Children are not currently protected by legislation in the same way that
adults are in the workplace in Europe. In many schools there is a lack
of appropriate equipment such as school furniture and activity based
learning techniques and environments to improve posture, fitness,
attention and attainment. All too often products and services intended
for children fall woefully short of the criteria expected for adults.
The group aims to increase the knowledge of good ergonomics among those
working with and designing for children and establish best ergonomics
practice across a range of topic areas:
– Furniture & postural health education
– Environmental Factors
– Multiple Learning Styles/intelligences
– Special Education
– Education of benefits of good ergonomics (raising awareness)
There is growing evidence that university age students are suffering
more than ever before and this in turn is increasing the risk of new
strains of ill health for young people starting work for example, visual
and hearing impairment through to MSDs and technology addiction. Early
ergonomics intervention and education from childhood is considered to be
critical for the global economy and individuals alike. The Special
Interest Group hopes to play its part in helping young people to develop
good habits and enter the workplace with less ill health and injuries
and have a more positive approach and attitude towards wellbeing.
– Raise awareness of the role of ergonomics in protecting and enhancing children’s physical and mental development.
– Contribute to the health, wellbeing and learning capacity of young
people throughout their formal educational years through the application
– Nurture and encourage the development of good habits into adulthood
through improved behaviour, posture, movement, exercise, awareness of
ergonomics, furniture and environment and responsible use of technology.
– Encourage parents, health practitioners and education leaders to think
again about the lack of health and safety legislation, guidance and
awareness protecting children during this essential part of their
physical and mental development.
The Group collating research and developing a ‘Well Learning Charter’
to help raise awareness of the role of ergonomics in protecting and
enhancing children’s physical and mental development.
With an ergonomics perspective from CIEHF members and a positive
recruitment/inclusion plan for practitioners from other disciplines –
physiotherapy, paediatric occupational health, osteopathy, education,
architects and designers – the Group aims to promote insightful,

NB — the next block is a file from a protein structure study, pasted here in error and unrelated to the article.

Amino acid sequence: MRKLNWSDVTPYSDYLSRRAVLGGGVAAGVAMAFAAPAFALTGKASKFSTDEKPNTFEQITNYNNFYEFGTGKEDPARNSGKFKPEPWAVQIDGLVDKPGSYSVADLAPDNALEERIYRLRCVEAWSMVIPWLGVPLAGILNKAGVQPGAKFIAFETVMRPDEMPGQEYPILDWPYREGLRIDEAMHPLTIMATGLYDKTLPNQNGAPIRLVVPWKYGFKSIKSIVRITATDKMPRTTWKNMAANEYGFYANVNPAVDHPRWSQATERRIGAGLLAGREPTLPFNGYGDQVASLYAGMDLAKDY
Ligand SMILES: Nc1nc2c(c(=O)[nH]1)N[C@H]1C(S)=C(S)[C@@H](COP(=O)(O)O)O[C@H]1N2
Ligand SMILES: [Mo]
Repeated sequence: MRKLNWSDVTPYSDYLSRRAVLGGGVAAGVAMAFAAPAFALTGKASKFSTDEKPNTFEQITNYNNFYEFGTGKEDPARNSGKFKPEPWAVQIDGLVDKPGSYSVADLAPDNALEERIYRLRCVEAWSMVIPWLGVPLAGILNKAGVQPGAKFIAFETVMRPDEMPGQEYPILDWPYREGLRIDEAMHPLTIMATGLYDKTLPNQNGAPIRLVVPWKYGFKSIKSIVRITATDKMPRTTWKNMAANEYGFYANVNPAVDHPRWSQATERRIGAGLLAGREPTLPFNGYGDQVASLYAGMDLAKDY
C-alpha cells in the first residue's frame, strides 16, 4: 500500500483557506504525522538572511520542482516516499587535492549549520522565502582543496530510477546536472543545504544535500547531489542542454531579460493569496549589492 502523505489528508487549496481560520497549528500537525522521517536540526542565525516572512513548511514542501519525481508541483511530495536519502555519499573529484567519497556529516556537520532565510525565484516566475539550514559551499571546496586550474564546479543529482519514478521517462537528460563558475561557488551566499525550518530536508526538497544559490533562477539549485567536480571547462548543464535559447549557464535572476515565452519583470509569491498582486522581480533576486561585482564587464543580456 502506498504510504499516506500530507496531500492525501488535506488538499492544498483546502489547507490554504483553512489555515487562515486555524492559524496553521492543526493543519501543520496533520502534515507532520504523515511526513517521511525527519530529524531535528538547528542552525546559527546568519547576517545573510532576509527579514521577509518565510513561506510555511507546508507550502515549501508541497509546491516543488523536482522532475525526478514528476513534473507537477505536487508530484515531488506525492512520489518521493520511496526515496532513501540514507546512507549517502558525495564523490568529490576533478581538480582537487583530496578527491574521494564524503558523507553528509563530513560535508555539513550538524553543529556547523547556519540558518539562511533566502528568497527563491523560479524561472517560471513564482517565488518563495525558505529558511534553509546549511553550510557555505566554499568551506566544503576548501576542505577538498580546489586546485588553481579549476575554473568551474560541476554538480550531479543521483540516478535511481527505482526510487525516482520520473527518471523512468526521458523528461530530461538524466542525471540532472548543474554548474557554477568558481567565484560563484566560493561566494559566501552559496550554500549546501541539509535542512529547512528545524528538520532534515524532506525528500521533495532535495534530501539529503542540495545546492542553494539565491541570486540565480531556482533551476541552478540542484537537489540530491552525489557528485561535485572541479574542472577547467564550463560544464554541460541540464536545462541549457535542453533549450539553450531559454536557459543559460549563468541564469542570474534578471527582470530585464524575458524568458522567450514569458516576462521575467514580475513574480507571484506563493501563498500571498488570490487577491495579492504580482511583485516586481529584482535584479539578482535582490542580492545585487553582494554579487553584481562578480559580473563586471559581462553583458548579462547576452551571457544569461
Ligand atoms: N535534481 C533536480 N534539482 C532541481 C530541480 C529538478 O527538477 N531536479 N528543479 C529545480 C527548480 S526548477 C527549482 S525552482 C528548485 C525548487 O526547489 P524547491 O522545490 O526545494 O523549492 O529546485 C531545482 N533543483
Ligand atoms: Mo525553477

practical and well-rounded advice and literature on a range of
child-related health topics.
The Group is calling on postgraduate students for help with topics
that need exploring, both in terms of identifying existing research
through fresh literature reviews, identifying gaps and initiating any
fresh studies. See the list below. If you can help, please email Group
Lead Jim Taylour.
Thesis Industry Exchange Research Questions
Learning spaces, furniture & postural health education
1. How can technology support teachers and students to select the right size of furniture to suit individual pupils?
2. How can movement (for wellbeing) be incorporated into the classroom environment with minimal disruption to the school day?
3. How can learning spaces be improved to accommodate more dynamic working practices within standard classroom spaces?
4. How can a traditional classroom space be turned into a dynamic, adaptable space with minimal disruption to the school day?
5. How can the use of dynamic classroom furniture support the increase in use of ever-evolving classroom technology?
6. Can the use of a size guide wall chart and a choice of a variety of
different chairs and table sizes be used to cater for the various sizes
of children in one classroom?
7. How could a classroom be adapted to support the use of a variety of sizes in furniture?
8. How could a classroom be adapted to accommodate different ways of
working e.g. standing workstations or space to lie on the floor?
9. What role could postural health education play in supporting movement in classrooms?
10. Could a scheme be developed to enable a number of schools in a local
area to trade classroom furniture in order to cater for the range of
children’s sizes within a classroom/year group/school?
11. In what ways do different pedagogical styles affect pupils’ comfort?
12. How can classroom spaces and, or furniture be used to support
lessons delivered using a variety of mediums? E.g. storytelling,
role-play, sound and images?
13. The dimensional standard for education furniture BS EN 1729-1 has
recently been revised to accommodate alternative ergonomic chairs and
tables. Can the right classroom furniture improve concentration and
14. How much does back pain and other musculoskeletal disorders effect
teachers both in terms of absenteeism and presenteeism and what